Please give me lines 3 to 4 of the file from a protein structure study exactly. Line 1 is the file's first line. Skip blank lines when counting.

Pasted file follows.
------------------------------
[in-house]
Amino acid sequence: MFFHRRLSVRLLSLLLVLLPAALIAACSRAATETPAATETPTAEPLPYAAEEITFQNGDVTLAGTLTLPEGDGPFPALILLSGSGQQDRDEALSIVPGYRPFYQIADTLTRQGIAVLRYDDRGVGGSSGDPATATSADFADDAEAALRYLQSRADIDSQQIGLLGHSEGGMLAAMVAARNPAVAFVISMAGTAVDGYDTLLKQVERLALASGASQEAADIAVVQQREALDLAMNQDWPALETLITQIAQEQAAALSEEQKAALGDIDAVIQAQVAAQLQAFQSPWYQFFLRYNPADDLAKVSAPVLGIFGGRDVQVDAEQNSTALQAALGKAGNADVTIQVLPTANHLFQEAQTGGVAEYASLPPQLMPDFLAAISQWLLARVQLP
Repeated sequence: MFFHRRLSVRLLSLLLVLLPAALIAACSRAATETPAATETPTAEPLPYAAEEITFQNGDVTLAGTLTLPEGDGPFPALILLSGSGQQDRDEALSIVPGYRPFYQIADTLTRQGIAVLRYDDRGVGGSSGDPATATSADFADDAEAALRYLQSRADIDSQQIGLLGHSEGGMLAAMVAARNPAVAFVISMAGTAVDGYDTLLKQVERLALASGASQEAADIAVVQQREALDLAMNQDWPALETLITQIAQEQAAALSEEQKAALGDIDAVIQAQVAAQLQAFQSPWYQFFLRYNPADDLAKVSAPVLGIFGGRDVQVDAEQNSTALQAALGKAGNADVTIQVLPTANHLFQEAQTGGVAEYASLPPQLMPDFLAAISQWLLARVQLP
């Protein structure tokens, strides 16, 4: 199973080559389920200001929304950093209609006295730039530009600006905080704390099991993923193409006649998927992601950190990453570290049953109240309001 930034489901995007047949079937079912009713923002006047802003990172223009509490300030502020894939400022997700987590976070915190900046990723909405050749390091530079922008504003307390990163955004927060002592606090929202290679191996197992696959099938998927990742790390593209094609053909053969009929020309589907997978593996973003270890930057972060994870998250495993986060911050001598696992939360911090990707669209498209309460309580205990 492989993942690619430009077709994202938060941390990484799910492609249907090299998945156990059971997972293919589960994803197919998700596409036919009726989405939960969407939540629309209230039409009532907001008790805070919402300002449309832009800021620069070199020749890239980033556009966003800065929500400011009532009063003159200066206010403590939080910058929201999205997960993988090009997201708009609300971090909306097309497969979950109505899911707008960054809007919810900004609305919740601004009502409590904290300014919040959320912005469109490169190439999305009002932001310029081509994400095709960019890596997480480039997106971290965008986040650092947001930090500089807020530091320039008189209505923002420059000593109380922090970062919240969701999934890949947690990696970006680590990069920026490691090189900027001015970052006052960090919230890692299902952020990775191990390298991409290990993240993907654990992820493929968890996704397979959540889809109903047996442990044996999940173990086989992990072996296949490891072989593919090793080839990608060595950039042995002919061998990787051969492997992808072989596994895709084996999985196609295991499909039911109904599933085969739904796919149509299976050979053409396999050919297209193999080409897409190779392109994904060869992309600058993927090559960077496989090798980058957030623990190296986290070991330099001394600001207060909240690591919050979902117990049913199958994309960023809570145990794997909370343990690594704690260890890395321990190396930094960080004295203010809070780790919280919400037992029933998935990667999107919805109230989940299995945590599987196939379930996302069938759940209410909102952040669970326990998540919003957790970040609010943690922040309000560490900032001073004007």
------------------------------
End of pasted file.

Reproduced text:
Repeated sequence: MFFHRRLSVRLLSLLLVLLPAALIAACSRAATETPAATETPTAEPLPYAAEEITFQNGDVTLAGTLTLPEGDGPFPALILLSGSGQQDRDEALSIVPGYRPFYQIADTLTRQGIAVLRYDDRGVGGSSGDPATATSADFADDAEAALRYLQSRADIDSQQIGLLGHSEGGMLAAMVAARNPAVAFVISMAGTAVDGYDTLLKQVERLALASGASQEAADIAVVQQREALDLAMNQDWPALETLITQIAQEQAAALSEEQKAALGDIDAVIQAQVAAQLQAFQSPWYQFFLRYNPADDLAKVSAPVLGIFGGRDVQVDAEQNSTALQAALGKAGNADVTIQVLPTANHLFQEAQTGGVAEYASLPPQLMPDFLAAISQWLLARVQLP
């Protein structure tokens, strides 16, 4: 199973080559389920200001929304950093209609006295730039530009600006905080704390099991993923193409006649998927992601950190990453570290049953109240309001 930034489901995007047949079937079912009713923002006047802003990172223009509490300030502020894939400022997700987590976070915190900046990723909405050749390091530079922008504003307390990163955004927060002592606090929202290679191996197992696959099938998927990742790390593209094609053909053969009929020309589907997978593996973003270890930057972060994870998250495993986060911050001598696992939360911090990707669209498209309460309580205990 492989993942690619430009077709994202938060941390990484799910492609249907090299998945156990059971997972293919589960994803197919998700596409036919009726989405939960969407939540629309209230039409009532907001008790805070919402300002449309832009800021620069070199020749890239980033556009966003800065929500400011009532009063003159200066206010403590939080910058929201999205997960993988090009997201708009609300971090909306097309497969979950109505899911707008960054809007919810900004609305919740601004009502409590904290300014919040959320912005469109490169190439999305009002932001310029081509994400095709960019890596997480480039997106971290965008986040650092947001930090500089807020530091320039008189209505923002420059000593109380922090970062919240969701999934890949947690990696970006680590990069920026490691090189900027001015970052006052960090919230890692299902952020990775191990390298991409290990993240993907654990992820493929968890996704397979959540889809109903047996442990044996999940173990086989992990072996296949490891072989593919090793080839990608060595950039042995002919061998990787051969492997992808072989596994895709084996999985196609295991499909039911109904599933085969739904796919149509299976050979053409396999050919297209193999080409897409190779392109994904060869992309600058993927090559960077496989090798980058957030623990190296986290070991330099001394600001207060909240690591919050979902117990049913199958994309960023809570145990794997909370343990690594704690260890890395321990190396930094960080004295203010809070780790919280919400037992029933998935990667999107919805109230989940299995945590599987196939379930996302069938759940209410909102952040669970326990998540919003957790970040609010943690922040309000560490900032001073004007």